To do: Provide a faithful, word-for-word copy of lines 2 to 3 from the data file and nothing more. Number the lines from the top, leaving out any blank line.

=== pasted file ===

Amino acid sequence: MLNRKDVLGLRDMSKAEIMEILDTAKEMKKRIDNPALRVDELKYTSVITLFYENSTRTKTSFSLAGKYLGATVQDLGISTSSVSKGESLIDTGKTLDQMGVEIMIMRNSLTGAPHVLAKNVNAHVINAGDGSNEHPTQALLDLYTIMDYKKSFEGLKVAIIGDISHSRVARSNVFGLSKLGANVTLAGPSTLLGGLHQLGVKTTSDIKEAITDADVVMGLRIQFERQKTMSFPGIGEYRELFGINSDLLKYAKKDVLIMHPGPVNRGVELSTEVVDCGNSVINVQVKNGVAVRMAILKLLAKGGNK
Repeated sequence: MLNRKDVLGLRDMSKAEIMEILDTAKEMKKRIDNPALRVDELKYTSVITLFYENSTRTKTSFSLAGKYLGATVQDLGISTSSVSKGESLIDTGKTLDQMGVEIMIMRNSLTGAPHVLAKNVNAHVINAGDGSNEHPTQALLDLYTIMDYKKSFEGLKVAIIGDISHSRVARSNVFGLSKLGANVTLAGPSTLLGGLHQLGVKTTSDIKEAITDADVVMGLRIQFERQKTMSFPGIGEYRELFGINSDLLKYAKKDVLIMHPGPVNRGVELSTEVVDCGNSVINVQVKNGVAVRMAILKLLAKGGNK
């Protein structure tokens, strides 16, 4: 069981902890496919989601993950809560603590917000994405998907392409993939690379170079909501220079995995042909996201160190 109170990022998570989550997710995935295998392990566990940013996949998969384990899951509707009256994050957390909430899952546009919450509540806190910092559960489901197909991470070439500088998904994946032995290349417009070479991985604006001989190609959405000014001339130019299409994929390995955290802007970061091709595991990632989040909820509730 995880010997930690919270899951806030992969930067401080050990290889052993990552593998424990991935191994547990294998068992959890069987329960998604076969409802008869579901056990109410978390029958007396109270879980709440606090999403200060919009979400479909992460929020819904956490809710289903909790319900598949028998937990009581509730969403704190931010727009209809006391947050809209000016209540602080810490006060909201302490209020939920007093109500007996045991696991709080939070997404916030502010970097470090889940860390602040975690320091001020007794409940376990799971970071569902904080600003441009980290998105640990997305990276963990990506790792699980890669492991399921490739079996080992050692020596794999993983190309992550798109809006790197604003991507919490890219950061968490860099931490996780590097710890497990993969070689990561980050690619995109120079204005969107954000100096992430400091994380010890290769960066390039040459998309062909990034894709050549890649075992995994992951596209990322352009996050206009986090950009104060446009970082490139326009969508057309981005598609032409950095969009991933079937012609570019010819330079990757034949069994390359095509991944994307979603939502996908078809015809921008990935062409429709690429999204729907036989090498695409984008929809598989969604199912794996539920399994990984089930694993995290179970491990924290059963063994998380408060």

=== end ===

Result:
Repeated sequence: MLNRKDVLGLRDMSKAEIMEILDTAKEMKKRIDNPALRVDELKYTSVITLFYENSTRTKTSFSLAGKYLGATVQDLGISTSSVSKGESLIDTGKTLDQMGVEIMIMRNSLTGAPHVLAKNVNAHVINAGDGSNEHPTQALLDLYTIMDYKKSFEGLKVAIIGDISHSRVARSNVFGLSKLGANVTLAGPSTLLGGLHQLGVKTTSDIKEAITDADVVMGLRIQFERQKTMSFPGIGEYRELFGINSDLLKYAKKDVLIMHPGPVNRGVELSTEVVDCGNSVINVQVKNGVAVRMAILKLLAKGGNK
């Protein structure tokens, strides 16, 4: 069981902890496919989601993950809560603590917000994405998907392409993939690379170079909501220079995995042909996201160190 109170990022998570989550997710995935295998392990566990940013996949998969384990899951509707009256994050957390909430899952546009919450509540806190910092559960489901197909991470070439500088998904994946032995290349417009070479991985604006001989190609959405000014001339130019299409994929390995955290802007970061091709595991990632989040909820509730 995880010997930690919270899951806030992969930067401080050990290889052993990552593998424990991935191994547990294998068992959890069987329960998604076969409802008869579901056990109410978390029958007396109270879980709440606090999403200060919009979400479909992460929020819904956490809710289903909790319900598949028998937990009581509730969403704190931010727009209809006391947050809209000016209540602080810490006060909201302490209020939920007093109500007996045991696991709080939070997404916030502010970097470090889940860390602040975690320091001020007794409940376990799971970071569902904080600003441009980290998105640990997305990276963990990506790792699980890669492991399921490739079996080992050692020596794999993983190309992550798109809006790197604003991507919490890219950061968490860099931490996780590097710890497990993969070689990561980050690619995109120079204005969107954000100096992430400091994380010890290769960066390039040459998309062909990034894709050549890649075992995994992951596209990322352009996050206009986090950009104060446009970082490139326009969508057309981005598609032409950095969009991933079937012609570019010819330079990757034949069994390359095509991944994307979603939502996908078809015809921008990935062409429709690429999204729907036989090498695409984008929809598989969604199912794996539920399994990984089930694993995290179970491990924290059963063994998380408060």